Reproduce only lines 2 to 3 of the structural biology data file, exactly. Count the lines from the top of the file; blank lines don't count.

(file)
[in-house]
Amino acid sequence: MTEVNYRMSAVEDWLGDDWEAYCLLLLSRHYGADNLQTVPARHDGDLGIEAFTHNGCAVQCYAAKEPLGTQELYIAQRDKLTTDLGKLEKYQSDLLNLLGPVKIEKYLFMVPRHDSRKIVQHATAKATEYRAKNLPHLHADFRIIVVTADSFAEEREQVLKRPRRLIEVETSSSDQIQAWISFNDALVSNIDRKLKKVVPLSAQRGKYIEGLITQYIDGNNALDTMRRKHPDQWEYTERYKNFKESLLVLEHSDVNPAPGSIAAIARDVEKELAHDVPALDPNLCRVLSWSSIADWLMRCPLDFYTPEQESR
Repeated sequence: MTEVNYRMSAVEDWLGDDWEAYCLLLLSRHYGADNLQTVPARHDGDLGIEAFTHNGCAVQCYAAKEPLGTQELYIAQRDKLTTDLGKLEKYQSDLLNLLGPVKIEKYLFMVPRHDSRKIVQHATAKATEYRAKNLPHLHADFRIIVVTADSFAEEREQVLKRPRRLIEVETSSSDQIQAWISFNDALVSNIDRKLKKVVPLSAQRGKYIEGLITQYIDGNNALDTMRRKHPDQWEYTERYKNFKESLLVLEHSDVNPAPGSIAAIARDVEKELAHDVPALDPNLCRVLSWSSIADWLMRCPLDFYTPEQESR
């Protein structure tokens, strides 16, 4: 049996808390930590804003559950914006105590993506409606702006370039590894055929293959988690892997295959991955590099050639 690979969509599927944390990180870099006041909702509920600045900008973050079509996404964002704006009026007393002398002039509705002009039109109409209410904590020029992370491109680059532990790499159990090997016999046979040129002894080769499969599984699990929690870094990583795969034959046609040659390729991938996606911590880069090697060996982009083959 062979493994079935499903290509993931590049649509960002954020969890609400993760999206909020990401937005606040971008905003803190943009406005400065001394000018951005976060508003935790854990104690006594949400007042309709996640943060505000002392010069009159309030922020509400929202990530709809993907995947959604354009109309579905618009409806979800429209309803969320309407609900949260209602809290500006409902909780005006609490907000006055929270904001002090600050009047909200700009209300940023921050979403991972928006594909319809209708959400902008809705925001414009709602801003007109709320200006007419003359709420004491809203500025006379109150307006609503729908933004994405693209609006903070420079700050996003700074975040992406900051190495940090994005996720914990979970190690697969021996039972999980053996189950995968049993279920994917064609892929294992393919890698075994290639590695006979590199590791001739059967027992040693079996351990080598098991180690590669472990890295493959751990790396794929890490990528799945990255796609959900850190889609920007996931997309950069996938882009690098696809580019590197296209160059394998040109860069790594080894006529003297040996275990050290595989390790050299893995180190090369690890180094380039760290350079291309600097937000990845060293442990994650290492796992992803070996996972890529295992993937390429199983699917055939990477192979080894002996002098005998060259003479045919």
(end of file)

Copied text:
Amino acid sequence: MTEVNYRMSAVEDWLGDDWEAYCLLLLSRHYGADNLQTVPARHDGDLGIEAFTHNGCAVQCYAAKEPLGTQELYIAQRDKLTTDLGKLEKYQSDLLNLLGPVKIEKYLFMVPRHDSRKIVQHATAKATEYRAKNLPHLHADFRIIVVTADSFAEEREQVLKRPRRLIEVETSSSDQIQAWISFNDALVSNIDRKLKKVVPLSAQRGKYIEGLITQYIDGNNALDTMRRKHPDQWEYTERYKNFKESLLVLEHSDVNPAPGSIAAIARDVEKELAHDVPALDPNLCRVLSWSSIADWLMRCPLDFYTPEQESR
Repeated sequence: MTEVNYRMSAVEDWLGDDWEAYCLLLLSRHYGADNLQTVPARHDGDLGIEAFTHNGCAVQCYAAKEPLGTQELYIAQRDKLTTDLGKLEKYQSDLLNLLGPVKIEKYLFMVPRHDSRKIVQHATAKATEYRAKNLPHLHADFRIIVVTADSFAEEREQVLKRPRRLIEVETSSSDQIQAWISFNDALVSNIDRKLKKVVPLSAQRGKYIEGLITQYIDGNNALDTMRRKHPDQWEYTERYKNFKESLLVLEHSDVNPAPGSIAAIARDVEKELAHDVPALDPNLCRVLSWSSIADWLMRCPLDFYTPEQESR